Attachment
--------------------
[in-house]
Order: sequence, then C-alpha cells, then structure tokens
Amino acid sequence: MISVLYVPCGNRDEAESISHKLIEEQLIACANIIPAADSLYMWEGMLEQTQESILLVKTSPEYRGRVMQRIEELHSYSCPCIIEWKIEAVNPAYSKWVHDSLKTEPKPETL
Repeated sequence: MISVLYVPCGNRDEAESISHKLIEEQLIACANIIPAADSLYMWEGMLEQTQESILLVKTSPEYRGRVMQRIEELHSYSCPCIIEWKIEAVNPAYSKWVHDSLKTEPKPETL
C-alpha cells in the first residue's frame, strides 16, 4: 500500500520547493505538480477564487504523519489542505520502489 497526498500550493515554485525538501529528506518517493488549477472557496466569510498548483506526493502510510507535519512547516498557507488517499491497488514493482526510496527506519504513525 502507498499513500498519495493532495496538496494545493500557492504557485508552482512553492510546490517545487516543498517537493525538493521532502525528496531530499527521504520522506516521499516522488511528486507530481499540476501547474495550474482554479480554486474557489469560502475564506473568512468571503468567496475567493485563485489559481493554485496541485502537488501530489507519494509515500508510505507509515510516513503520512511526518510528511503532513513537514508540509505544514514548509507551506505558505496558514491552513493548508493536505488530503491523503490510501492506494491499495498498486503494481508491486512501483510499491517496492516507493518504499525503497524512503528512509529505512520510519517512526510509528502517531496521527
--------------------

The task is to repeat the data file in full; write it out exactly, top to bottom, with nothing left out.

[in-house]
Order: sequence, then C-alpha cells, then structure tokens
Amino acid sequence: MISVLYVPCGNRDEAESISHKLIEEQLIACANIIPAADSLYMWEGMLEQTQESILLVKTSPEYRGRVMQRIEELHSYSCPCIIEWKIEAVNPAYSKWVHDSLKTEPKPETL
Repeated sequence: MISVLYVPCGNRDEAESISHKLIEEQLIACANIIPAADSLYMWEGMLEQTQESILLVKTSPEYRGRVMQRIEELHSYSCPCIIEWKIEAVNPAYSKWVHDSLKTEPKPETL
C-alpha cells in the first residue's frame, strides 16, 4: 500500500520547493505538480477564487504523519489542505520502489 497526498500550493515554485525538501529528506518517493488549477472557496466569510498548483506526493502510510507535519512547516498557507488517499491497488514493482526510496527506519504513525 502507498499513500498519495493532495496538496494545493500557492504557485508552482512553492510546490517545487516543498517537493525538493521532502525528496531530499527521504520522506516521499516522488511528486507530481499540476501547474495550474482554479480554486474557489469560502475564506473568512468571503468567496475567493485563485489559481493554485496541485502537488501530489507519494509515500508510505507509515510516513503520512511526518510528511503532513513537514508540509505544514514548509507551506505558505496558514491552513493548508493536505488530503491523503490510501492506494491499495498498486503494481508491486512501483510499491517496492516507493518504499525503497524512503528512509529505512520510519517512526510509528502517531496521527